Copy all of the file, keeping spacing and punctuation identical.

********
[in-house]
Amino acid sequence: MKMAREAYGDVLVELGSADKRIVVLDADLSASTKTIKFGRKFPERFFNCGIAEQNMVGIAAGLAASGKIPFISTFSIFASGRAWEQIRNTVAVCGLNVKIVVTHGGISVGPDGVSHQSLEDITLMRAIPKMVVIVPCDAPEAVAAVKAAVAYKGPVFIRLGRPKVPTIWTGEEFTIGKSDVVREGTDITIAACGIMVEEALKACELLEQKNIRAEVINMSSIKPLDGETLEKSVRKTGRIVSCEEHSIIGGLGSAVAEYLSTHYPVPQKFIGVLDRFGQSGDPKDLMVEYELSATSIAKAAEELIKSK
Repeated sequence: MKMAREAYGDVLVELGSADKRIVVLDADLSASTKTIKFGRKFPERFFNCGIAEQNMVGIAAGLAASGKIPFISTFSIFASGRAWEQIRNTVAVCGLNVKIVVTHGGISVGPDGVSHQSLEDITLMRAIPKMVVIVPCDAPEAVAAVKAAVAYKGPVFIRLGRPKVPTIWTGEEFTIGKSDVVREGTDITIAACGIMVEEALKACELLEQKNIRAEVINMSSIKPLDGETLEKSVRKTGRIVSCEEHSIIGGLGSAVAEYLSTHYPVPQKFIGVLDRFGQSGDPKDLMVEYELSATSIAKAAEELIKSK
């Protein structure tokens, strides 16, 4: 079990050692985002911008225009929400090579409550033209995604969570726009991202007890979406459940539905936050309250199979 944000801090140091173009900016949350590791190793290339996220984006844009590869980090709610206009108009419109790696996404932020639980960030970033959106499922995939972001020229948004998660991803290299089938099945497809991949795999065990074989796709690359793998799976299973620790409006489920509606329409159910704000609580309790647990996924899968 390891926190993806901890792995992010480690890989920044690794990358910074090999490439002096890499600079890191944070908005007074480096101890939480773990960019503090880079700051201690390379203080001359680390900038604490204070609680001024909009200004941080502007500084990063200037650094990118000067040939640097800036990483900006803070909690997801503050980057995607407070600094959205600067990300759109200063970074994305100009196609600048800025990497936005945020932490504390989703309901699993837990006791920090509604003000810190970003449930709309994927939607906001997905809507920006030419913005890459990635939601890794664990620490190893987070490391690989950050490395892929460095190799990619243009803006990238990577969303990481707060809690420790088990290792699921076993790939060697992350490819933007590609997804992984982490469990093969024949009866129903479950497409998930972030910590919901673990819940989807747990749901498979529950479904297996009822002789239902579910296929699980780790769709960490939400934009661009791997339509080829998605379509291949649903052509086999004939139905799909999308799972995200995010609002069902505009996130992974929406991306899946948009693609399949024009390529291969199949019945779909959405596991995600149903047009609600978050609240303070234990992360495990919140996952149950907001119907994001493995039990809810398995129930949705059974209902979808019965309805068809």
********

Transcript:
[in-house]
Amino acid sequence: MKMAREAYGDVLVELGSADKRIVVLDADLSASTKTIKFGRKFPERFFNCGIAEQNMVGIAAGLAASGKIPFISTFSIFASGRAWEQIRNTVAVCGLNVKIVVTHGGISVGPDGVSHQSLEDITLMRAIPKMVVIVPCDAPEAVAAVKAAVAYKGPVFIRLGRPKVPTIWTGEEFTIGKSDVVREGTDITIAACGIMVEEALKACELLEQKNIRAEVINMSSIKPLDGETLEKSVRKTGRIVSCEEHSIIGGLGSAVAEYLSTHYPVPQKFIGVLDRFGQSGDPKDLMVEYELSATSIAKAAEELIKSK
Repeated sequence: MKMAREAYGDVLVELGSADKRIVVLDADLSASTKTIKFGRKFPERFFNCGIAEQNMVGIAAGLAASGKIPFISTFSIFASGRAWEQIRNTVAVCGLNVKIVVTHGGISVGPDGVSHQSLEDITLMRAIPKMVVIVPCDAPEAVAAVKAAVAYKGPVFIRLGRPKVPTIWTGEEFTIGKSDVVREGTDITIAACGIMVEEALKACELLEQKNIRAEVINMSSIKPLDGETLEKSVRKTGRIVSCEEHSIIGGLGSAVAEYLSTHYPVPQKFIGVLDRFGQSGDPKDLMVEYELSATSIAKAAEELIKSK
């Protein structure tokens, strides 16, 4: 079990050692985002911008225009929400090579409550033209995604969570726009991202007890979406459940539905936050309250199979 944000801090140091173009900016949350590791190793290339996220984006844009590869980090709610206009108009419109790696996404932020639980960030970033959106499922995939972001020229948004998660991803290299089938099945497809991949795999065990074989796709690359793998799976299973620790409006489920509606329409159910704000609580309790647990996924899968 390891926190993806901890792995992010480690890989920044690794990358910074090999490439002096890499600079890191944070908005007074480096101890939480773990960019503090880079700051201690390379203080001359680390900038604490204070609680001024909009200004941080502007500084990063200037650094990118000067040939640097800036990483900006803070909690997801503050980057995607407070600094959205600067990300759109200063970074994305100009196609600048800025990497936005945020932490504390989703309901699993837990006791920090509604003000810190970003449930709309994927939607906001997905809507920006030419913005890459990635939601890794664990620490190893987070490391690989950050490395892929460095190799990619243009803006990238990577969303990481707060809690420790088990290792699921076993790939060697992350490819933007590609997804992984982490469990093969024949009866129903479950497409998930972030910590919901673990819940989807747990749901498979529950479904297996009822002789239902579910296929699980780790769709960490939400934009661009791997339509080829998605379509291949649903052509086999004939139905799909999308799972995200995010609002069902505009996130992974929406991306899946948009693609399949024009390529291969199949019945779909959405596991995600149903047009609600978050609240303070234990992360495990919140996952149950907001119907994001493995039990809810398995129930949705059974209902979808019965309805068809």